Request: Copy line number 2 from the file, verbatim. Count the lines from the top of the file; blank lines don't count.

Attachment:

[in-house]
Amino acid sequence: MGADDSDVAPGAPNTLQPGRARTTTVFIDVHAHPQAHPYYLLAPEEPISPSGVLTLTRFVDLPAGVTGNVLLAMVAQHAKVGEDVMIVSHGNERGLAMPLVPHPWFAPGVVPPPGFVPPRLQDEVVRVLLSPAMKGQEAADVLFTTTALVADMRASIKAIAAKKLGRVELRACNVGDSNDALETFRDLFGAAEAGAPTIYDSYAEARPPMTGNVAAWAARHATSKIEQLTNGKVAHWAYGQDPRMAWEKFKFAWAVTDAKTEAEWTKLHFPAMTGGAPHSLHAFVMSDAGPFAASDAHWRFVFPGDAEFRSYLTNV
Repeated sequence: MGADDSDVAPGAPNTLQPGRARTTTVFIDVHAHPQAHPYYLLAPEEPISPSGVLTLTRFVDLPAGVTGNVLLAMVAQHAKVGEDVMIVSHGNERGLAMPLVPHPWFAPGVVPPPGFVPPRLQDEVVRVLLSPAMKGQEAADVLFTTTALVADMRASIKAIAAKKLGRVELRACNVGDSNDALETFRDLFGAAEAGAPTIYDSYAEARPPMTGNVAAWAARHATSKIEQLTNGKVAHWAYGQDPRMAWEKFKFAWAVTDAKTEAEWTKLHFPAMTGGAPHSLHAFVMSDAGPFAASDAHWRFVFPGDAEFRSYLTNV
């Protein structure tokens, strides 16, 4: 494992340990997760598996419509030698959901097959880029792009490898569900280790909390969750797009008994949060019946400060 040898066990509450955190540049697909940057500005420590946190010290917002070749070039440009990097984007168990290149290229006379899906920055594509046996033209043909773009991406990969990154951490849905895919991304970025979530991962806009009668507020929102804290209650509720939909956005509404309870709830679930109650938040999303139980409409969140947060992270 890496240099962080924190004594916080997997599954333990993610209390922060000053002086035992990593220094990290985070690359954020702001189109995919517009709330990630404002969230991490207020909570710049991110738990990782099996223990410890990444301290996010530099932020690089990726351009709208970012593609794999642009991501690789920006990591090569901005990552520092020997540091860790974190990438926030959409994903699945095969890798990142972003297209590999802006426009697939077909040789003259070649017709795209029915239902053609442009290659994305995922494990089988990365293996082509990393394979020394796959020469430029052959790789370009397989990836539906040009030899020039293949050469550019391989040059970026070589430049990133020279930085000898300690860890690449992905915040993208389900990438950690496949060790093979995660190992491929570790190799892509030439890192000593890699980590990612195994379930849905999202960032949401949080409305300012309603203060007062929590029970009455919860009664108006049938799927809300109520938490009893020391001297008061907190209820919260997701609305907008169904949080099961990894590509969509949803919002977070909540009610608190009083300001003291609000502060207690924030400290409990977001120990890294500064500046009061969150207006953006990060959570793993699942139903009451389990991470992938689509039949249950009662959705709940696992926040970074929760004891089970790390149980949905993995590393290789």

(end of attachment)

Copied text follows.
Amino acid sequence: MGADDSDVAPGAPNTLQPGRARTTTVFIDVHAHPQAHPYYLLAPEEPISPSGVLTLTRFVDLPAGVTGNVLLAMVAQHAKVGEDVMIVSHGNERGLAMPLVPHPWFAPGVVPPPGFVPPRLQDEVVRVLLSPAMKGQEAADVLFTTTALVADMRASIKAIAAKKLGRVELRACNVGDSNDALETFRDLFGAAEAGAPTIYDSYAEARPPMTGNVAAWAARHATSKIEQLTNGKVAHWAYGQDPRMAWEKFKFAWAVTDAKTEAEWTKLHFPAMTGGAPHSLHAFVMSDAGPFAASDAHWRFVFPGDAEFRSYLTNV